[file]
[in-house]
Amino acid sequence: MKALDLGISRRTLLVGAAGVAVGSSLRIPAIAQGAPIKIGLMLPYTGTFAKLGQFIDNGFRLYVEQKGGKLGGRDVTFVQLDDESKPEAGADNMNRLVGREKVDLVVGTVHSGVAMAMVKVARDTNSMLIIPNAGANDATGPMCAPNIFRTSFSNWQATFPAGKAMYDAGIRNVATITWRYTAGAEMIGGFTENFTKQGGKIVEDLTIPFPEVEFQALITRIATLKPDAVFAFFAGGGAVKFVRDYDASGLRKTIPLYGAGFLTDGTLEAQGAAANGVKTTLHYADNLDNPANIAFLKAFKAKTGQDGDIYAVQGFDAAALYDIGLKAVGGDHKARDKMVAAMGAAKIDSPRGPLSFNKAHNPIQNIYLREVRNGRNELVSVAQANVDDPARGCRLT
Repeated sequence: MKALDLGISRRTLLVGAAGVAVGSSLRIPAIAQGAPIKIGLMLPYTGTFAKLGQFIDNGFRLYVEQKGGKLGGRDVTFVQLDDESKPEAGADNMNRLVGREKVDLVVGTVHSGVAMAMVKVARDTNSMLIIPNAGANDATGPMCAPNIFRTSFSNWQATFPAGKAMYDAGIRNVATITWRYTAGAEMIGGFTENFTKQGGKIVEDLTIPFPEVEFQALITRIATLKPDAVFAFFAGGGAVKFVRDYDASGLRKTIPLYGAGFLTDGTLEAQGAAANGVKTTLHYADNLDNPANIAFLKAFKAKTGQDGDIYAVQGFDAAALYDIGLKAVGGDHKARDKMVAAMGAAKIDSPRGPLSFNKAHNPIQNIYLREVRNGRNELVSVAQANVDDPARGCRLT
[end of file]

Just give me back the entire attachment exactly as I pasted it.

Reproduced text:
[in-house]
Amino acid sequence: MKALDLGISRRTLLVGAAGVAVGSSLRIPAIAQGAPIKIGLMLPYTGTFAKLGQFIDNGFRLYVEQKGGKLGGRDVTFVQLDDESKPEAGADNMNRLVGREKVDLVVGTVHSGVAMAMVKVARDTNSMLIIPNAGANDATGPMCAPNIFRTSFSNWQATFPAGKAMYDAGIRNVATITWRYTAGAEMIGGFTENFTKQGGKIVEDLTIPFPEVEFQALITRIATLKPDAVFAFFAGGGAVKFVRDYDASGLRKTIPLYGAGFLTDGTLEAQGAAANGVKTTLHYADNLDNPANIAFLKAFKAKTGQDGDIYAVQGFDAAALYDIGLKAVGGDHKARDKMVAAMGAAKIDSPRGPLSFNKAHNPIQNIYLREVRNGRNELVSVAQANVDDPARGCRLT
Repeated sequence: MKALDLGISRRTLLVGAAGVAVGSSLRIPAIAQGAPIKIGLMLPYTGTFAKLGQFIDNGFRLYVEQKGGKLGGRDVTFVQLDDESKPEAGADNMNRLVGREKVDLVVGTVHSGVAMAMVKVARDTNSMLIIPNAGANDATGPMCAPNIFRTSFSNWQATFPAGKAMYDAGIRNVATITWRYTAGAEMIGGFTENFTKQGGKIVEDLTIPFPEVEFQALITRIATLKPDAVFAFFAGGGAVKFVRDYDASGLRKTIPLYGAGFLTDGTLEAQGAAANGVKTTLHYADNLDNPANIAFLKAFKAKTGQDGDIYAVQGFDAAALYDIGLKAVGGDHKARDKMVAAMGAAKIDSPRGPLSFNKAHNPIQNIYLREVRNGRNELVSVAQANVDDPARGCRLT